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Old 08-14-2006, 03:10 PM
 
23 posts, read 44,907 times
Reputation: 10
Thanks Victorianna,
I suppose there's good news and bad news in what u said!
Vt was our choice from the New England states as we have read and heard so many great things about it. We prefer to stay North East as it is closer to home e.g flights for us to go home and family to visit us etc. I have registered with a UK nursing agency called Stateside UK which work closely with a number of Vt medical centres but haven't specified where so I am unsure of where to really look at.
I know we will not be "well off" to start with but this I could deal with until we settled in.
Our main reason for moving is the ridiculous cost of living in the UK (we live near Manchester at present) and have heard that despite Vt's reputation as being expensive for the US, is it expensive compared to the UK in terms of taxes, utility bills ,car prices/insurance medical insurance (although I would hope to get this as a perk of the job).
We have been looking as a guideline at properties around the $200,000 mark which seem very adequate for our purpose, however we are unaware of other costs as mentioned above.
Any comments are gratfully recieved.
Matt
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Old 08-15-2006, 03:08 AM
 
Location: Nowhere near Elko, NV
246 posts, read 222,149 times
Reputation: 52
Quote:
Originally Posted by mattpark19
Hi everyone,
I'm a nurse with a wife, 2 1/2 yr old daughter and another baby due in November.
Fed up with "Rip Off Britain" we are looking to move to the USA, in particular New England. From searching the net and toursist info sites vermont seems to be our target.
Looking at real estate sites we could afford a reasonable home, however we have no idea what the cost of living is over there in vermont and does it differ greatly from other states in new England? i.e : utilities, taxes etc. From what I can see rates of pay for nurses are far greater than here in the UK, but our worry is that this is proportionate to the cost of living.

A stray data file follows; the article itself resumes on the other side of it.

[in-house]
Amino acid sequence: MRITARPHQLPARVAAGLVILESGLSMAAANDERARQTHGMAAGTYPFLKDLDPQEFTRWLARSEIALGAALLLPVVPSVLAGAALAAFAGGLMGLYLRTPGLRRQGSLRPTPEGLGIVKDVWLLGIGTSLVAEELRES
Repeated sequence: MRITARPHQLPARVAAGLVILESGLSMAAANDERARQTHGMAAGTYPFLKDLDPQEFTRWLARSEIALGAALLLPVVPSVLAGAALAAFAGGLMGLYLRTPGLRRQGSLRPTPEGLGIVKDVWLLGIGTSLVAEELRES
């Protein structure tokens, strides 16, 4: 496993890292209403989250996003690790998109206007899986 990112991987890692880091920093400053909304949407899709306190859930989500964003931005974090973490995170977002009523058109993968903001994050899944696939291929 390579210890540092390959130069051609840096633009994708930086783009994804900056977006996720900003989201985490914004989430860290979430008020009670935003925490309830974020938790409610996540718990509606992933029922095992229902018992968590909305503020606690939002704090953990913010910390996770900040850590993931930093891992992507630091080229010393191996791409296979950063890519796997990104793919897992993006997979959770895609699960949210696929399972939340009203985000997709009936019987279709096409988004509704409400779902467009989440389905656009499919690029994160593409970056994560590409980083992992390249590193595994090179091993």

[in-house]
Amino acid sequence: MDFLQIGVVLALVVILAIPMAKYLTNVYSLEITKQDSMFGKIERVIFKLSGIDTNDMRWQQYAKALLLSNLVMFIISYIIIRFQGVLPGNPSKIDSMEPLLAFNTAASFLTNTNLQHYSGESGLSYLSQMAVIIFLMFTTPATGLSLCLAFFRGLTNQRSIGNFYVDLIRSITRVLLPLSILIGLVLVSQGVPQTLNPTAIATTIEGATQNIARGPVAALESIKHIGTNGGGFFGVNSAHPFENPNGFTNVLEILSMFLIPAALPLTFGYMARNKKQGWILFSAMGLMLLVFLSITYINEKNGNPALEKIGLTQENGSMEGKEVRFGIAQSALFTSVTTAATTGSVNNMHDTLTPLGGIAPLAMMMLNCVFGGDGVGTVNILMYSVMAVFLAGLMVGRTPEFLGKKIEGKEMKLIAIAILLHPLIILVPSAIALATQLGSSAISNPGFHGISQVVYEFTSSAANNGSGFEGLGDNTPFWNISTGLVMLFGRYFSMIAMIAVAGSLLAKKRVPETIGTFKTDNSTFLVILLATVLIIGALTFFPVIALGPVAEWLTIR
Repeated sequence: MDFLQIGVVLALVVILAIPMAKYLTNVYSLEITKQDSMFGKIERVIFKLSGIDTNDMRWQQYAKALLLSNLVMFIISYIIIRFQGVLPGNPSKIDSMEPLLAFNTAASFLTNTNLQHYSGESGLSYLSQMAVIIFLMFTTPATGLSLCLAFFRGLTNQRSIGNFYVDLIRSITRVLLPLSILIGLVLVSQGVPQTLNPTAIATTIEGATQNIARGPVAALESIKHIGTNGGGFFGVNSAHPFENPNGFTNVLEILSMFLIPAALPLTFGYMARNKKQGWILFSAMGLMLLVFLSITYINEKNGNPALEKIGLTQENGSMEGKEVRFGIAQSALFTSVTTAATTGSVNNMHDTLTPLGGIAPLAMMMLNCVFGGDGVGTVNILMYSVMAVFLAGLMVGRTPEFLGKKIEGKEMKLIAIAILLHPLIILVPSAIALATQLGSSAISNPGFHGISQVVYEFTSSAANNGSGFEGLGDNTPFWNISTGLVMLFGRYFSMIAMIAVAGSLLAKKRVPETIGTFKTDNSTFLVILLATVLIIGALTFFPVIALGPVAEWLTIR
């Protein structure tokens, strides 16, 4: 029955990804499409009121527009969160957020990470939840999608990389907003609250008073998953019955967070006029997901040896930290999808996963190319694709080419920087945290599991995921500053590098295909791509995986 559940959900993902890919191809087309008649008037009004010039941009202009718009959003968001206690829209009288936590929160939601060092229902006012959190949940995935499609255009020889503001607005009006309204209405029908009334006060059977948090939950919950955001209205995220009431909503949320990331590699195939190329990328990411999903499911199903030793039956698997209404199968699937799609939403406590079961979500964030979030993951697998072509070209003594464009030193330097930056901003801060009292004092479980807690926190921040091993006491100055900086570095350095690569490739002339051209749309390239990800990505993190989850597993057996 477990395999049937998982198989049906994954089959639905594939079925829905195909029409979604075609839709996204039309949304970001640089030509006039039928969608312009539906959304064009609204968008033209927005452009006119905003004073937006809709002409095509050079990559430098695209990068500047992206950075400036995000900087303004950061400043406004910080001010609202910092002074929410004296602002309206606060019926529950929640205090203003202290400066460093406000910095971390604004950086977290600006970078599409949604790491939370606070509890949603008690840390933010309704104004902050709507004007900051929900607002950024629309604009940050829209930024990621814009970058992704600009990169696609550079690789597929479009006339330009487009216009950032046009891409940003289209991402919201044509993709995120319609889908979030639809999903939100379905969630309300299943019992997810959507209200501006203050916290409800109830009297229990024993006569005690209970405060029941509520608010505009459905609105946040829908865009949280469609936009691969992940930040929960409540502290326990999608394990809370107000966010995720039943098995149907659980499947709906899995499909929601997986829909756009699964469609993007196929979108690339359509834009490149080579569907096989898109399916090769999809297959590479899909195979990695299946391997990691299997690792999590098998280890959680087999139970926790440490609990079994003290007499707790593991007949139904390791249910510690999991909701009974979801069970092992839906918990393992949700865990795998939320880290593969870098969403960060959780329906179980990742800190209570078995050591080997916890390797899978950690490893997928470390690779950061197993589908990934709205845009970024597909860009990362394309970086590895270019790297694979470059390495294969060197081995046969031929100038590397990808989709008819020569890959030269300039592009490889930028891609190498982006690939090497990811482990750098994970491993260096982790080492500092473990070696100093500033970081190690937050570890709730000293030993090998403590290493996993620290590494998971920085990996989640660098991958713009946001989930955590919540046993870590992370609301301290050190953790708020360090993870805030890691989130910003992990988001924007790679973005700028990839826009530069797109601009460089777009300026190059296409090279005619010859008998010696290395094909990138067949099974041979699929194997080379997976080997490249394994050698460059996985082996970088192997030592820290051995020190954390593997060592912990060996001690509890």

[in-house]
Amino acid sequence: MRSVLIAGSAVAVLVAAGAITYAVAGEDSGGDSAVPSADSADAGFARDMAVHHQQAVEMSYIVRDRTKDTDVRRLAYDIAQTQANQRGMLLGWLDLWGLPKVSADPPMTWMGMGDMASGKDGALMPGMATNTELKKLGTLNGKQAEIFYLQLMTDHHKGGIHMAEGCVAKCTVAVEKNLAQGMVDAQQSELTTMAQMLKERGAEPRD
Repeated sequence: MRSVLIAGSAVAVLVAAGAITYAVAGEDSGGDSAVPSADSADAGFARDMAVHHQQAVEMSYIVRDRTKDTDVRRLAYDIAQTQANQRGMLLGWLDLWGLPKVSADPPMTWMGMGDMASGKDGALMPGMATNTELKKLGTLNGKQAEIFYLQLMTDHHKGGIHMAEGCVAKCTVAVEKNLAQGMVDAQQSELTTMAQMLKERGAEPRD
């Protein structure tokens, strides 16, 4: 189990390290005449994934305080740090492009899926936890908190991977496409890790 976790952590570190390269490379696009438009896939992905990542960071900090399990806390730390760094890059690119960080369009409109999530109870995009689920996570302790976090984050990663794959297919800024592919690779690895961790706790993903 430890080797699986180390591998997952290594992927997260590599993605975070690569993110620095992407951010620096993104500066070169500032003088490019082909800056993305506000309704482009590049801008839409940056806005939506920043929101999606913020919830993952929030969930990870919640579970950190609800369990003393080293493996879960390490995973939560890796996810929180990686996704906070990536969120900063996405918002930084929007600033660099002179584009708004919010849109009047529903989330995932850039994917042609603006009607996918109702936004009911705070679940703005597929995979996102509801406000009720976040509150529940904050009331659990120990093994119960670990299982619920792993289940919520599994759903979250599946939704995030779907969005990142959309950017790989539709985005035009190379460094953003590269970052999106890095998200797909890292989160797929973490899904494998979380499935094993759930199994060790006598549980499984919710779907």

Is there anybody out there (maybe even an english nurse) who can give us a few pointers?!?!?

Cheers

Matt
Hi Matt,

When evaluating the cost of a home, don't forget to bake the property tax bill into your assumption. You'll find local property taxes to be proportionally much higher than UK council tax. And Vermont is one of the high-tax states as I understand.

When you've identified a list of places you'd like to target, you should go to the municipal websites and look at the tax rates from the Assessor's office.

Vermont is a lovely state, by the way.

Magpies
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Old 08-15-2006, 09:33 AM
 
23 posts, read 44,907 times
Reputation: 10
Thanks Magpies!
I found a web site that estimated that a homestead tax on a property of $200,000 would be approx $5000 per year. As you said this is much higher than a UK council tax (we pay approx 1100 - $2000 per yr) however, its the other things like utilities (gas, water and electric) and car running costs which hopefully are lower, at present fuel costs 1 per litre ($1.90) is that expensive to you guys???? then we pay car tax 120 ($228) per year, insurance is around 600 ($1140) per year. TV licences are around 100 ($190) a year. Then theres clothing, food and everything else you might need that is notoriously ridiculously expensive in the UK!!!!!!
At this point I must say as much as I want to leave it, I do love being English!!!!!!
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Old 08-15-2006, 01:02 PM
 
Location: Nowhere near Elko, NV
246 posts, read 222,149 times
Reputation: 52
Quote:
Originally Posted by mattpark19
Thanks Magpies!